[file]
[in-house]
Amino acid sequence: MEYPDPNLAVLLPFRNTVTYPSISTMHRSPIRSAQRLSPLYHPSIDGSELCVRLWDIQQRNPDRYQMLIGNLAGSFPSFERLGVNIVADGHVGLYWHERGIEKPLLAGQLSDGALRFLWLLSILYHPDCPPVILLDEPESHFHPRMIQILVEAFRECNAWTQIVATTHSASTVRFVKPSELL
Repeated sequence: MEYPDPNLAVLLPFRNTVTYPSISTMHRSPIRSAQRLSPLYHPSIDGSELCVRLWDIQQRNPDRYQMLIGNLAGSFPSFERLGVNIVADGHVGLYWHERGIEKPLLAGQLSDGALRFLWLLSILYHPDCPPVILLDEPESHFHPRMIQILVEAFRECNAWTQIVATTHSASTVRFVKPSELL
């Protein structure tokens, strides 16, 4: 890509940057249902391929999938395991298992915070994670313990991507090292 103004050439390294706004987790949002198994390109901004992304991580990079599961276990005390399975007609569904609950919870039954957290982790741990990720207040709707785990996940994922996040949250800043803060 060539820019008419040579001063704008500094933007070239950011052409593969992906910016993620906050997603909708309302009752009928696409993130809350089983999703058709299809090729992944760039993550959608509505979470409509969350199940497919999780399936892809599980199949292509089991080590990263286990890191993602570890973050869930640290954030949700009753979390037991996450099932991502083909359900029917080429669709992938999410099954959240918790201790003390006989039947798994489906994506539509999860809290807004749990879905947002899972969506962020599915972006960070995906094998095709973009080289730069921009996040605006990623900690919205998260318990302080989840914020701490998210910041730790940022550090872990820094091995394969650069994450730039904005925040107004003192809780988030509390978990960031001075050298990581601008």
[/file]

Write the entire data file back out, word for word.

[in-house]
Amino acid sequence: MEYPDPNLAVLLPFRNTVTYPSISTMHRSPIRSAQRLSPLYHPSIDGSELCVRLWDIQQRNPDRYQMLIGNLAGSFPSFERLGVNIVADGHVGLYWHERGIEKPLLAGQLSDGALRFLWLLSILYHPDCPPVILLDEPESHFHPRMIQILVEAFRECNAWTQIVATTHSASTVRFVKPSELL
Repeated sequence: MEYPDPNLAVLLPFRNTVTYPSISTMHRSPIRSAQRLSPLYHPSIDGSELCVRLWDIQQRNPDRYQMLIGNLAGSFPSFERLGVNIVADGHVGLYWHERGIEKPLLAGQLSDGALRFLWLLSILYHPDCPPVILLDEPESHFHPRMIQILVEAFRECNAWTQIVATTHSASTVRFVKPSELL
């Protein structure tokens, strides 16, 4: 890509940057249902391929999938395991298992915070994670313990991507090292 103004050439390294706004987790949002198994390109901004992304991580990079599961276990005390399975007609569904609950919870039954957290982790741990990720207040709707785990996940994922996040949250800043803060 060539820019008419040579001063704008500094933007070239950011052409593969992906910016993620906050997603909708309302009752009928696409993130809350089983999703058709299809090729992944760039993550959608509505979470409509969350199940497919999780399936892809599980199949292509089991080590990263286990890191993602570890973050869930640290954030949700009753979390037991996450099932991502083909359900029917080429669709992938999410099954959240918790201790003390006989039947798994489906994506539509999860809290807004749990879905947002899972969506962020599915972006960070995906094998095709973009080289730069921009996040605006990623900690919205998260318990302080989840914020701490998210910041730790940022550090872990820094091995394969650069994450730039904005925040107004003192809780988030509390978990960031001075050298990581601008």